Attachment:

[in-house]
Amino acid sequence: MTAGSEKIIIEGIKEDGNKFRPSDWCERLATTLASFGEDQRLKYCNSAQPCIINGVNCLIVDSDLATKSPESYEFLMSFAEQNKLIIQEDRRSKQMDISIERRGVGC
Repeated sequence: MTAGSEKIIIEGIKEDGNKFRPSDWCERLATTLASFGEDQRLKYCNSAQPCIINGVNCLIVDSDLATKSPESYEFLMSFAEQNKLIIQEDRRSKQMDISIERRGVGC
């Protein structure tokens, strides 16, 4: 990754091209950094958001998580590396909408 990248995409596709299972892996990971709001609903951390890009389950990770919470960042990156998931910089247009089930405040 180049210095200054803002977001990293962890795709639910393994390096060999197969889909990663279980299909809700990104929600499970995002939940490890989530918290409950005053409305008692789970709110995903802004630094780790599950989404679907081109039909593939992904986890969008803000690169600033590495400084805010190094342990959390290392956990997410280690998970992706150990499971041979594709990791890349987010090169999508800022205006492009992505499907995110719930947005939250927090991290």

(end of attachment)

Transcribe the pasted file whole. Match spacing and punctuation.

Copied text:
[in-house]
Amino acid sequence: MTAGSEKIIIEGIKEDGNKFRPSDWCERLATTLASFGEDQRLKYCNSAQPCIINGVNCLIVDSDLATKSPESYEFLMSFAEQNKLIIQEDRRSKQMDISIERRGVGC
Repeated sequence: MTAGSEKIIIEGIKEDGNKFRPSDWCERLATTLASFGEDQRLKYCNSAQPCIINGVNCLIVDSDLATKSPESYEFLMSFAEQNKLIIQEDRRSKQMDISIERRGVGC
């Protein structure tokens, strides 16, 4: 990754091209950094958001998580590396909408 990248995409596709299972892996990971709001609903951390890009389950990770919470960042990156998931910089247009089930405040 180049210095200054803002977001990293962890795709639910393994390096060999197969889909990663279980299909809700990104929600499970995002939940490890989530918290409950005053409305008692789970709110995903802004630094780790599950989404679907081109039909593939992904986890969008803000690169600033590495400084805010190094342990959390290392956990997410280690998970992706150990499971041979594709990791890349987010090169999508800022205006492009992505499907995110719930947005939250927090991290």